Busting Brackets

Stop calling N.C. State a Cinderella, the glass slipper doesn't fit

N.C. State has become America's team this postseason, but we don't need a Cinderella story for the NCAA Tournament to be great. Let's face it, calling a program with two national championships in its fourth Final Four a Cinderella is just disrespectful.
North Carolina State Wolfpack forward D.J. Burns Jr.
North Carolina State Wolfpack forward D.J. Burns Jr. / Jaylynn Nash-USA TODAY Sports

After No. 13 seed Oakland, the Horizon League champions, beat Kentucky in the first round of the NCAA Tournament, Jack Golke, the star of the night, wanted to let America know that “we’re not a Cinderella,” as he told CBS postgame. It was just the second NCAA Tournament win in program history for Oakland, a school that only began playing Division I basketball in 1999. 

If the Golden Grizzlies went on a run in the tournament, it was inevitable that they would have been crowned this year’s Cinderella, a double-digit seed from a small one-bid conference with no previous tournament success and an unlikely fan favorite. Well, the team that beat Oakland in the second round fits a few of those requirements, double-digit seed with an unlikely fan favorite, but don’t be like FanSided staff writer Ericka Brockish, stop calling N.C. State a Cinderella. 

The Wolfpack went into the ACC Tournament as the No. 10 seed with a 17-14 overall record, coming off four straight losses. Well, since then the team, led by D.J. Burns, has ripped off nine straight wins, securing an NCAA Tournament bid with an ACC Tournament title, saving head coach Kevin Keatts’ job in the process, and now they’re in the Final Four, opposite Purdue and two-time National Player of the Year Zach Edey. The first back-to-back National Player of the Year since Ralph Sampson. 

NC State has the most losses ever of a team to make it to the Final Four, they’re massive underdogs, a near-impossible success story this season, but they’re still not a Cinderella. Cinderella doesn’t have rings on her fingers or banners hanging, Cinderella hasn’t won two national championships, Cinderella doesn’t have history. Cinderella was told she didn’t belong at the ball, she’d never worn the pretty dress, danced with a prince, or even been to the Palace. NC State has left the big dance with the crown on its head.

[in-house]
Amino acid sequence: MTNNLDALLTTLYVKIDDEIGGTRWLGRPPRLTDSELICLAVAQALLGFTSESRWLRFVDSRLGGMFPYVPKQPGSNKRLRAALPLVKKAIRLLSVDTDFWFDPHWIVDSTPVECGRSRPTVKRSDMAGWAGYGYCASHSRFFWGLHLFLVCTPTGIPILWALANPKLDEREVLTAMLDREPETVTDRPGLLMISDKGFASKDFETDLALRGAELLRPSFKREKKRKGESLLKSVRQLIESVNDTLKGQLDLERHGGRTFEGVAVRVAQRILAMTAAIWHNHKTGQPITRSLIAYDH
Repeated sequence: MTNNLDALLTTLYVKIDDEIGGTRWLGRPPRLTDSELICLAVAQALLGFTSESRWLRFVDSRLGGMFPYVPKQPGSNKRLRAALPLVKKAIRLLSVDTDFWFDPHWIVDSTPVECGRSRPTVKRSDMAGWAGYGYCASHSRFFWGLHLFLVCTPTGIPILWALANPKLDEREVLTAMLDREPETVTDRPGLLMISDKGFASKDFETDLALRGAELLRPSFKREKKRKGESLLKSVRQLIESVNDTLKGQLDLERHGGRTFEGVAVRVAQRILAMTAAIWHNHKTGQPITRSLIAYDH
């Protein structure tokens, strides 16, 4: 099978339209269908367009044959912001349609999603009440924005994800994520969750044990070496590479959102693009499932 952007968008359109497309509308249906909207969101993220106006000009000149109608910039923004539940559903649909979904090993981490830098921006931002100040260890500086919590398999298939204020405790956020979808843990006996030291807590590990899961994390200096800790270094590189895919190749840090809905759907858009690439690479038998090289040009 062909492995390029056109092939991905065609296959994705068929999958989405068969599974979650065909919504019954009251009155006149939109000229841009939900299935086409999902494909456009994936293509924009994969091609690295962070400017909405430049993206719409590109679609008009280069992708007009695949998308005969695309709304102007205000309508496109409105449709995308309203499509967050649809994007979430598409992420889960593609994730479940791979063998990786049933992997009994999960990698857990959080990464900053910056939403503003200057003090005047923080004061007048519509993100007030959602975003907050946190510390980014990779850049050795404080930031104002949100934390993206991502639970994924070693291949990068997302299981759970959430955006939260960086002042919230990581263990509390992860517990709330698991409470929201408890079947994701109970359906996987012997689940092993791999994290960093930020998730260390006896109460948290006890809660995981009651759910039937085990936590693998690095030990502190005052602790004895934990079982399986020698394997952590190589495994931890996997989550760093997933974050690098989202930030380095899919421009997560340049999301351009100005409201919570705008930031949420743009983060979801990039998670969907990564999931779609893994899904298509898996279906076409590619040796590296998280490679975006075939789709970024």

The glass slipper fit Loyola Marymount in 1990, George Mason in 2006, and even Steph Curry and Davidson in 2008. It fit VCU and Butler in 2011, Loyola Chicago in 2018, and St. Peter’s in 2022, but for a team from arguably the epicenter of college basketball that has produced 54 NBA players, that slipper is a few sizes too small. NC State might be the forgotten stepchild compared to Duke and UNC, but compared to the true Cinderellas, the Wolfpack are practically royalty. 

There are plenty of parallels to draw between Jim Valvano’s 1983 survive-and-advance “Cardiac Pack” that entered the postseason at 17-10 and won nine straight games through the ACC Tournament to the National Championship, taking down Ralph Sampson and Akeem Olajuwon in the process. 

A great story and an unexpected champion, but that team didn’t fit into the glass slipper either. They were ranked in the AP Top 25 to start the season, were a No. 6 seed (a few years before the tournament expanded to 64 teams), and most importantly, were at a school that had won it all within the last decade. 

In 1973-74, Norm Sloan coached David Thompson and the Wolfpack to a 30-1 season which culminated in NC State’s first men’s basketball national championship. It’s one of the most dominant seasons in college basketball history and interrupted John Wooden’s dynasty at UCLA, with the Wolfpack beating the Bruins in double-overtime in the national semifinal. 

Sure, it plays third fiddle to Duke and North Carolina in its own home state and it’s been a while since national prominence, but NC State is a program with 13 conference titles between the Southern Conference and the ACC, 29 NCAA Tournament appearances, two national titles, and now its fourth Final Four. That doesn’t sound like a Cinderella to me. 

It’s a term of endearment, yes, but one tinged with disbelief and tainted by disrespect, not one befitting a program with banners hanging in its gym, something Purdue and Alabama, half of this year’s Final Four, don’t have. Just because Oakland didn’t make a run like St. Peter’s and Golke didn’t turn into a true Doug Edert, doesn’t mean the collective college basketball consciousness must conjure up a Cinderella story where there isn’t one. 

NC State is America’s team in 2024. I’m not sure there is another outside the state of Indiana who doesn’t want to see D.J. Burns get the best of Zach Edey and Purdue. This team has been the biggest story of a fantastic tournament and we don’t need a Cinderella for that to be the case. When it comes to the Wolfpack, the role of the underdog is good enough.